The following report examines the widespread occurrence of early marriages in Uganda's refugee settlements and how this phenomenon relates to the 'vulnerability' and selfreliance paradigms which underpin official protection and assistance. In seeking to understand why so many refugees engage in early marriages-which are illegal under Ugandan and international law and widely recognised amongst refugees themselves as harmful-it argues that the practice must be viewed within the broader context of Uganda's settlements. In these settlements, restricted freedom of movement limits the majority of encamped refugees to subsistence farming, and affords them little or no opportunity to escape a life of poverty and physical insecurity.
Uganda's Self-Reliance Strategy (SRS) and its Development Assistance for Refugees (DAR) component were designed to enable refugees living in the country's agricultural settlements to provide for themselves rather than depend on external support, while fostering greater development in refugee-hosting areas. In practice, however, the strategy's narrow focus on subsistence agriculture and inadequate provision for freedom of movement for encamped refugees leaves them impoverished and dependent. Officials recognise that not all refugees can provide for themselves under this system, and accordingly, the 'vulnerable groups' paradigm is commonly used to identify and target additional assistance to refugees thought to be the most in need. Owing to financial or logistical constraints, however, many refugees who have been labelled 'vulnerable' by virtue of their membership of a particular group often do not receive any special assistance. Others who once received such assistance might find themselves removed from official lists. This denial of assistance despite having been labelled as vulnerable can lead to immense frustration, anger, and resentment. Moreover, by creating an expectation of entitlement, the 'vulnerable' label fosters dependency in contradiction to the SRS and actually discourages self-sufficiency. This is particularly true insofar as aid to vulnerable refugees often fails to encourage independence or support community-based mechanisms that are already working to fill gaps in official aid.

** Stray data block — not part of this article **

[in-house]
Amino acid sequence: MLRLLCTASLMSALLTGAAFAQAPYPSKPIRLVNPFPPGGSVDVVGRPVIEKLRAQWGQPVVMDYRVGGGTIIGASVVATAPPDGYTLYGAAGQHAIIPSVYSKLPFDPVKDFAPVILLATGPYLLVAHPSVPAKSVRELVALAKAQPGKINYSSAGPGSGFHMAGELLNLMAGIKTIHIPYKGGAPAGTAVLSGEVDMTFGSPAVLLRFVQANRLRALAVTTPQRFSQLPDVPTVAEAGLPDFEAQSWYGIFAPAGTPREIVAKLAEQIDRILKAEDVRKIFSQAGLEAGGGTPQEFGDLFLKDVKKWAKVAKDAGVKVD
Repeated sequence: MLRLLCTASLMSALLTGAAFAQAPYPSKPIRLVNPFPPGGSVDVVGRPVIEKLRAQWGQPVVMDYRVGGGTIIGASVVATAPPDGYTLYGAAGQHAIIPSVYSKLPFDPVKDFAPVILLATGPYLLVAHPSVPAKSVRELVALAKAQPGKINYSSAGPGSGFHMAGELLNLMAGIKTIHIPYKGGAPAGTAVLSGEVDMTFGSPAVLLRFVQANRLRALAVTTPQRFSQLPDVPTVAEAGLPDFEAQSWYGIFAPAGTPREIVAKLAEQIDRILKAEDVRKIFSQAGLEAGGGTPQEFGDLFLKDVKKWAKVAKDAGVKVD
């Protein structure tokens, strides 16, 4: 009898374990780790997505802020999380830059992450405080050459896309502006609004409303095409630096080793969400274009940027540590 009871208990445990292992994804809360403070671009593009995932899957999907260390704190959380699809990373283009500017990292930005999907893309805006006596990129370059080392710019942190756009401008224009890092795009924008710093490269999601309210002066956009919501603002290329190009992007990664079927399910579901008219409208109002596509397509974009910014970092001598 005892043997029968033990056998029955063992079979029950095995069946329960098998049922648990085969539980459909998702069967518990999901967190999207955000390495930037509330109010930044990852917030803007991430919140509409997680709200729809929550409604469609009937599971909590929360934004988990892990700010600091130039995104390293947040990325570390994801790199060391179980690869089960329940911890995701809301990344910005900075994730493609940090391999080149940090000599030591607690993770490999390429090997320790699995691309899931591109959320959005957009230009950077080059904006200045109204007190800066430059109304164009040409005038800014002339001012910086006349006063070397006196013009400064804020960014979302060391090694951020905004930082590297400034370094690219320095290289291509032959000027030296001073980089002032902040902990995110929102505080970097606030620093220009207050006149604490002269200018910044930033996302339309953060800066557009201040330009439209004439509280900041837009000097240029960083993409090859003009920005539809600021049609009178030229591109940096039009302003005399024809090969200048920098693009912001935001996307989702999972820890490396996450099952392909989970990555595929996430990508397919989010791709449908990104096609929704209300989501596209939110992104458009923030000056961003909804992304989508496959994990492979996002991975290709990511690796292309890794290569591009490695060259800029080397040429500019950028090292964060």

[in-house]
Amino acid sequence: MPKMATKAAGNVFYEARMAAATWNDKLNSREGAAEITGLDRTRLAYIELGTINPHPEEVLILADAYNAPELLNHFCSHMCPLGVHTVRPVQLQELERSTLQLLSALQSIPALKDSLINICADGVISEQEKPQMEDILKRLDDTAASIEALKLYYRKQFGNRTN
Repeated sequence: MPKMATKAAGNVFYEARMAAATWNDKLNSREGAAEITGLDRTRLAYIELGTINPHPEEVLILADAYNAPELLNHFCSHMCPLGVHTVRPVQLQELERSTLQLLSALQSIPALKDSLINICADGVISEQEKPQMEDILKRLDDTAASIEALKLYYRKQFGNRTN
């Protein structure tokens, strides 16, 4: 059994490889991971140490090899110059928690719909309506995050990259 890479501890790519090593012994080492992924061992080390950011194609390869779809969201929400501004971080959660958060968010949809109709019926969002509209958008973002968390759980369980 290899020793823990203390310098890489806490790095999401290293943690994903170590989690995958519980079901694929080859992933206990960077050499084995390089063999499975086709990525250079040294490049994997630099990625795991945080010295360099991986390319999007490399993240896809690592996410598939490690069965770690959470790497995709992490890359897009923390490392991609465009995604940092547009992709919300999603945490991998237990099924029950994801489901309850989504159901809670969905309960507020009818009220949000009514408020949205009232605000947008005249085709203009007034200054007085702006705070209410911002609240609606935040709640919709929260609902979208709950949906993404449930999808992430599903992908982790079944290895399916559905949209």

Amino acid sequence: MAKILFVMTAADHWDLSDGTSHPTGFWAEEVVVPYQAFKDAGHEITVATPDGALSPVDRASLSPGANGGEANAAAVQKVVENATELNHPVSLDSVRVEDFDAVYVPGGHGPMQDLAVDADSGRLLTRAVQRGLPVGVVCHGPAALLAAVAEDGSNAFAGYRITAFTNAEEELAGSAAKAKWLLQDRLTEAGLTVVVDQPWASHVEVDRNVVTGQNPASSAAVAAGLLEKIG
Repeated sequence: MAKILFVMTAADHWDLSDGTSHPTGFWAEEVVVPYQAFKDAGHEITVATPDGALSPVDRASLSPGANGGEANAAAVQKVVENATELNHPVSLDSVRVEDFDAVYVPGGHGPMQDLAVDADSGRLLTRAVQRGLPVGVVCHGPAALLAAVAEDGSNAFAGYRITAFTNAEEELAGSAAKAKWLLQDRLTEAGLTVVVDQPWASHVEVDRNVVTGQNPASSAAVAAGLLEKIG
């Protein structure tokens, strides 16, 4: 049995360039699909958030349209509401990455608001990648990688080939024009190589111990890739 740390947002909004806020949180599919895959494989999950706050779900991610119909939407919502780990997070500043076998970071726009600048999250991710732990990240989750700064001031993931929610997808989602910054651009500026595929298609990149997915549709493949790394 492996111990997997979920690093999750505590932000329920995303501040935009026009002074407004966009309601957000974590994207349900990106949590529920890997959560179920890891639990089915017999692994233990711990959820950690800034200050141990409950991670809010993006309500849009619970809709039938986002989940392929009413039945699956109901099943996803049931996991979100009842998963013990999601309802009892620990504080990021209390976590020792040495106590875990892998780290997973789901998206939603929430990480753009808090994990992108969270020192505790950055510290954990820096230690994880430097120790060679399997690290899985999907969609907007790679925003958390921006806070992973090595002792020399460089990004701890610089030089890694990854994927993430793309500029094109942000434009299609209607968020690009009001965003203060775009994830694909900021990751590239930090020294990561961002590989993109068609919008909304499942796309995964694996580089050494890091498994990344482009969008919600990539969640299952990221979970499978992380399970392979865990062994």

Despite the efforts of the Government of Uganda, UNHCR, and their partners, the failures of the SRS and DAR in an environment of declining donor funding-particularly to education and community services-lead a large percentage of refugees to pursue various necessary though flawed coping mechanisms to provide for themselves and their families. Early marriage is principal among these strategies, yet paradoxically, it also represents an infringement on the rights of those involved that generally exacerbates existing physical, social, and economic hardship. The 'vulnerable groups' approach might be expected to address early marriage, but in practice it often has the opposite effect. Insofar as it fails to address the widespread human rights violations present in the settlements, it effectively perpetuates the cycle of vulnerability and dependence in which many refugees view early marriage as their best-or only-means of survival. Therefore, the widespread nature of the phenomenon serves as an indicator of the failure of the 'vulnerable groups' paradigm and the Self-Reliance Strategy to adequately protect encamped refugees.
This report is based on field research conducted between February and November 2006 in four refugee settlements in Uganda-Kyaka II in Kyenjojo district, Kyangwali in Hoima district, and Rhino Camp and Madi Okollo in Arua district-and on preliminary consultations in Kampala in November and December 2005. The study was undertaken with funding from the Ford Foundation, with additional support from Comic Relief. The research teams consisted of Noah Gottschalk, Godwin Buwa, Bernadette Iyodu, Fred Lulinaki, Simon Ndaula, Tabitha Netuwa, and Eunice Owiny of the Refugee Law Project, and Joan Aliobe, Juliet Aliobe, Anne Amuron, and Pamela Mactolo. This report was written by Noah Gottschalk with valuable input from Chris Dolan, Lucy Hovil, and Moses Chrispus Okello.